Feats of reality and patient endurance

Mini Iris

It's been a really bizarre few months here, not just because of the freakishly early spring we're experiencing in Vancouver, while the rest of the country is under a snowbank. They've kind of passed in a blur. The family emergency in December and January was really stressful and made me brutally sick, but I'm finally starting to get back to closer to whatever passes for stable these days. It also led to me reconnecting with some family members I hadn't been in touch with in a long time, including one of my parents. Some positive things have come out of it all, but it's been kind of up and down and overwhelming. It's a lot to get used to right now, and I don't really want to get ahead of myself because it's too easy to assume things will keep going in one direction or another, when it's all totally unpredictable. My feelings about so much of it are totally all over the place and far from clear...and I don't even really care to work them out at the moment.

I haven't had a lot of time or energy to give to the whole thing, as I've had to yet again completely shelve everything aside from the bare necessities so I could focus on trying to get back on my feet again. I'm behind on so many things - but they have to wait. Emails being put off, my supposedly monthly newsletter that I've had a ton of signups for but haven't sent out since before the holidays, sewing projects that have been sitting in a pile untouched, the web project/business Bruno and I have been talking about and wanting to develop, even less-essential health appointments... I'm pacing myself heavily, and they all have to wait - maybe for a long time to come.

About a month ago I got accepted into the local "community health center" clinic that is in my neighbourhood. They hadn't been taking new patients for a long time, but re-opened to patients with complex health conditions. I was pretty thrilled to get accepted but didn't want to get my hopes up until I met the doctor I'd been assigned to - luckily she has been pretty great so far, and I'm feeling pretty positive about it working out long term! It's been a slow and tiring process trying to get up to speed on everything that's going on... I have been going for a 30 minute appointment once a week since the start of the month, and I feel like we've only kind of gotten through some of the most critical things. But she seems like a really "get shit done" kind of doctor, and has been working on getting the rest of my pending referrals taken care of, and starting to figure out a longer term plan while also looking at the more acute issues that have come up during the last few months.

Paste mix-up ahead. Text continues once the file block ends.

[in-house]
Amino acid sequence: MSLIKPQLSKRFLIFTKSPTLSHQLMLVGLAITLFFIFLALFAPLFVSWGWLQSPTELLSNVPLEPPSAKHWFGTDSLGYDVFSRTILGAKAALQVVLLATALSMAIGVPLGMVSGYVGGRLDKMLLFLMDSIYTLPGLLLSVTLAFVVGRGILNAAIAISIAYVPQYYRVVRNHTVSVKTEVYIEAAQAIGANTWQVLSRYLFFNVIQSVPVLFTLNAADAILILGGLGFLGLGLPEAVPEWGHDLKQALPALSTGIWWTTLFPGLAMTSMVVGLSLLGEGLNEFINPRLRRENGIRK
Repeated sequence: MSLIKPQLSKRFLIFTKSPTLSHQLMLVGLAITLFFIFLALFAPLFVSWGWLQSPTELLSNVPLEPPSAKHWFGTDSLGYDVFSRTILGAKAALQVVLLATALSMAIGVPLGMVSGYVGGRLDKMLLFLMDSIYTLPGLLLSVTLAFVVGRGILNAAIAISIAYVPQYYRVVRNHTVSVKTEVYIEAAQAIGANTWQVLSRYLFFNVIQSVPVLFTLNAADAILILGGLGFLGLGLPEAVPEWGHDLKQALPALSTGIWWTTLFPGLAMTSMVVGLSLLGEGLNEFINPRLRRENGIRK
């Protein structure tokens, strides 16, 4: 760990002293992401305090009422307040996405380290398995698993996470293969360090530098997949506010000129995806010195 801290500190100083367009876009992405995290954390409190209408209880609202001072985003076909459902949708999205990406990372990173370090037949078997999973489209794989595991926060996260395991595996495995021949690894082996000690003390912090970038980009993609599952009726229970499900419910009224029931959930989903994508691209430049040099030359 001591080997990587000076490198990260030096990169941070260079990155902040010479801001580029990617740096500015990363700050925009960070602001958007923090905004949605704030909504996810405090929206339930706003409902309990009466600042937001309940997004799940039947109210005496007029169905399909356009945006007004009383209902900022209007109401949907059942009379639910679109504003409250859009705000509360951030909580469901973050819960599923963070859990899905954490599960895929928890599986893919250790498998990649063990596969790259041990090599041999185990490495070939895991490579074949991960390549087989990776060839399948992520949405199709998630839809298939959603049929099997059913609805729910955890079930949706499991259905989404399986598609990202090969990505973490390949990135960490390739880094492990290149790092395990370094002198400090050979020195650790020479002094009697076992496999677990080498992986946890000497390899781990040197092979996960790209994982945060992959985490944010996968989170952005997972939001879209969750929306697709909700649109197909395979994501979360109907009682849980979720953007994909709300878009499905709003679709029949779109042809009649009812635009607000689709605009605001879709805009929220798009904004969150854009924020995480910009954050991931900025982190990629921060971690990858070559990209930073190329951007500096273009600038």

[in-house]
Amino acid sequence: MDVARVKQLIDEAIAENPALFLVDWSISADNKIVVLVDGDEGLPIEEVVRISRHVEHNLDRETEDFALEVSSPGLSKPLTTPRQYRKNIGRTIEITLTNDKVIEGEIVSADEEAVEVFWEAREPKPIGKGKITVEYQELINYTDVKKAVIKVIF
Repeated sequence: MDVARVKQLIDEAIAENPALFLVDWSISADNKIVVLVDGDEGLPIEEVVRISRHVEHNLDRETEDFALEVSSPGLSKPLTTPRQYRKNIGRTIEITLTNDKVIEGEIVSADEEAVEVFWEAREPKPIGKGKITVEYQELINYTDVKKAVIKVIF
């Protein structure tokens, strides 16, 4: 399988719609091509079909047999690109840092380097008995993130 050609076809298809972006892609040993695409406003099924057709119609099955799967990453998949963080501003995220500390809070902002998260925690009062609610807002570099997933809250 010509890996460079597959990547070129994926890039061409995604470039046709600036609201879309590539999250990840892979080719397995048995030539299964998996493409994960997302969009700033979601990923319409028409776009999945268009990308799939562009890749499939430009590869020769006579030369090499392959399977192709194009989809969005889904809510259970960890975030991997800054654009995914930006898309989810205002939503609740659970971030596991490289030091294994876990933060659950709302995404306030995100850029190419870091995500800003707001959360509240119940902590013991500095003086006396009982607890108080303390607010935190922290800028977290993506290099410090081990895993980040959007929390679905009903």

It's frustrating having so many health issues at one time. Between the time constraints of even the extended 30 minute appointments (which are horribly insufficient for someone like me, and yet so much better than the 5 minutes I used to get at the walk in clinic), and trying not to completely overwhelm the doctor with the vast array of symptoms, conditions, specialists, tests, and history I've accumulated, I have to pick and choose what I ask for help with on any given day. Between the long standing chronic issues that still haven't had proper work-ups and that I still don't have proper management plans in place for, and the newer or acute issues that might even be more bothersome and potentially quicker to deal with, it's a never ending negotiation.

Overall, I've been extremely happy with the care at the clinic so far - and best of all, it's actually free! I found this elusive adequate free healthcare that we supposedly have in Canada! Well, apparently it does exist - that is if you're lucky enough to live in the right catchment area, and get accepted into the clinic when they finally have openings. This is the kind of medical care I certainly should have had years ago - and if I think about it too long I get angry that I had to scrape by so long with inadequate care - but better late than never. And hopefully this means that as long as I'm in this neighbourhood, I'll continue to be able to access the care I need, and maybe even get some kind of long term health management plan in place.